say afterwards to her husband, while perhaps Nana was on the other
side of her, holding her hand.
“No, no,” Mr. Darling always said, “I am responsible for it all.
I, George Darling, did it. Mea culpa, mea culpa.” He had had a
classical education.
{CHAPTER_II ^paragraph 10}
They sat thus night after night recalling that fatal Friday, till
every detail of it was stamped on their brains and came through on the
other side like the faces on a bad coinage.
“If only I had not accepted that invitation to dine at 27,” Mrs.
Darling said.
“If only I had not poured my medicine into Nana’s bowl,” said Mr.
“If only I had pretended to like the medicine,” was what Nana’s
wet eyes said.
“My liking for parties, George.”
{CHAPTER_II ^paragraph 15}
“My fatal gift of humour, dearest.”
“My touchiness about trifles, dear master and mistress.”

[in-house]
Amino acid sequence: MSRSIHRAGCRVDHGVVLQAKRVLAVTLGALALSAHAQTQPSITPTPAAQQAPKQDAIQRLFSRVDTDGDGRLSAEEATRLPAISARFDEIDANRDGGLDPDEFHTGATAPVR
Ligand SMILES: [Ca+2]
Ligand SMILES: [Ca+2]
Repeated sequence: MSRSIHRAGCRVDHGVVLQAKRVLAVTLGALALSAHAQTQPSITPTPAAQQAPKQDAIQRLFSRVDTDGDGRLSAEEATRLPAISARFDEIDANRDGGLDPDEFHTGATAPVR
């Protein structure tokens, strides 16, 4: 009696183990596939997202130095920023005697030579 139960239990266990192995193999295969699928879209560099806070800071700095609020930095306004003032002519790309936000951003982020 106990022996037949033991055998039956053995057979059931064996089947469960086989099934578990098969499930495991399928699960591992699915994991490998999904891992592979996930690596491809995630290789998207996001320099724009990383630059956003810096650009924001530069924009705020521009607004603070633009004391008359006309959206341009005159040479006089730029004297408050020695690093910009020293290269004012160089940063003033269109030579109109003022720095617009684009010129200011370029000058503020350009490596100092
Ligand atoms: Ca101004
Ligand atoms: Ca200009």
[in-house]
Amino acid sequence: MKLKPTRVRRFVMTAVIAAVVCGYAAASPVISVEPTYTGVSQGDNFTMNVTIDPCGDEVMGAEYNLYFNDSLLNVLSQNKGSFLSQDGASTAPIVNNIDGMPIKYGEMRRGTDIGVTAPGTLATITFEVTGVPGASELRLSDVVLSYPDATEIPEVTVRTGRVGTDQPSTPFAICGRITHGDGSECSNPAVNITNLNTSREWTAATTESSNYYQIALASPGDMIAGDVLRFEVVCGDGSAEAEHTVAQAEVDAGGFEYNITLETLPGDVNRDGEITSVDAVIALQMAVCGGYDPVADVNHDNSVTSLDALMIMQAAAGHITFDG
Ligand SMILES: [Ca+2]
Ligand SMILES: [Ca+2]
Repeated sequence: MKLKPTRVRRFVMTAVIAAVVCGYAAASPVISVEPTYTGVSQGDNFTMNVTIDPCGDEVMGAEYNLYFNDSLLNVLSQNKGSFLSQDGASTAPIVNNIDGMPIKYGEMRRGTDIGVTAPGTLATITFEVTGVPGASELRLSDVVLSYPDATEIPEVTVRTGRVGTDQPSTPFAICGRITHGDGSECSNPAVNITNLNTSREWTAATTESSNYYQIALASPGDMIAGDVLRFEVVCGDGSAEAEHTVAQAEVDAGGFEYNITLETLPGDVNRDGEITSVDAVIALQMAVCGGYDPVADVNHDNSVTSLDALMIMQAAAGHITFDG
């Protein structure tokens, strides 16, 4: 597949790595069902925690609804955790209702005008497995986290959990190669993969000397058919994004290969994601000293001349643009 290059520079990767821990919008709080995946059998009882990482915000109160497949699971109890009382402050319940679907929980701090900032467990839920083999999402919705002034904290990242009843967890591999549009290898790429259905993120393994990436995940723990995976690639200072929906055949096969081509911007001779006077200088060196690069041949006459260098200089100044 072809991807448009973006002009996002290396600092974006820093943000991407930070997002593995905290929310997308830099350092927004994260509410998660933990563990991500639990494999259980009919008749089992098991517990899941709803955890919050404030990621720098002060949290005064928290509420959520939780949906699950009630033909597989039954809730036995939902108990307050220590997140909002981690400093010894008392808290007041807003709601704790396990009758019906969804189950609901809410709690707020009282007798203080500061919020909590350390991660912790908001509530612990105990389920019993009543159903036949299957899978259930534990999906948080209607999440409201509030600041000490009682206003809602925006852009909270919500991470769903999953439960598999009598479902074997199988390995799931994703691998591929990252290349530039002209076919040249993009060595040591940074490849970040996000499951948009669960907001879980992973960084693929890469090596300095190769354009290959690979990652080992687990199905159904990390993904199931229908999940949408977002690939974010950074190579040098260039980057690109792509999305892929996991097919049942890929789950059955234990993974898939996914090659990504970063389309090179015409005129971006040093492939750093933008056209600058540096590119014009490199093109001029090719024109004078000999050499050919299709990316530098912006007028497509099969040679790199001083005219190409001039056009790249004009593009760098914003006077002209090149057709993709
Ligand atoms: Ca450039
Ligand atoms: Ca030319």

Then one or more of them would break down altogether; Nana at the
thought, “It’s true, it’s true, they ought not to have had a dog for a
nurse.” Many a time it was Mr. Darling who put the handkerchief to
Nana’s eyes.
“That fiend!” Mr. Darling would cry, and Nana’s bark was the echo of
it, but Mrs. Darling never upbraided Peter; there was something in the
right-hand corner of her mouth that wanted her not to call Peter
They would sit there in the empty nursery, recalling fondly every
smallest detail of that dreadful evening. It had begun so
uneventfully, so precisely like a hundred other evenings, with Nana
putting on the water for Michael’s bath and carrying him to it on
her back.
{CHAPTER_II ^paragraph 20}
“I won’t go to bed,” he had shouted, like one who still believed
that he had the last word on the subject, “I won’t, I won’t. Nana,
it isn’t six o’clock yet. Oh dear, oh dear, I shan’t love you any
more, Nana. I tell you I won’t be bathed, I won’t, I won’t!”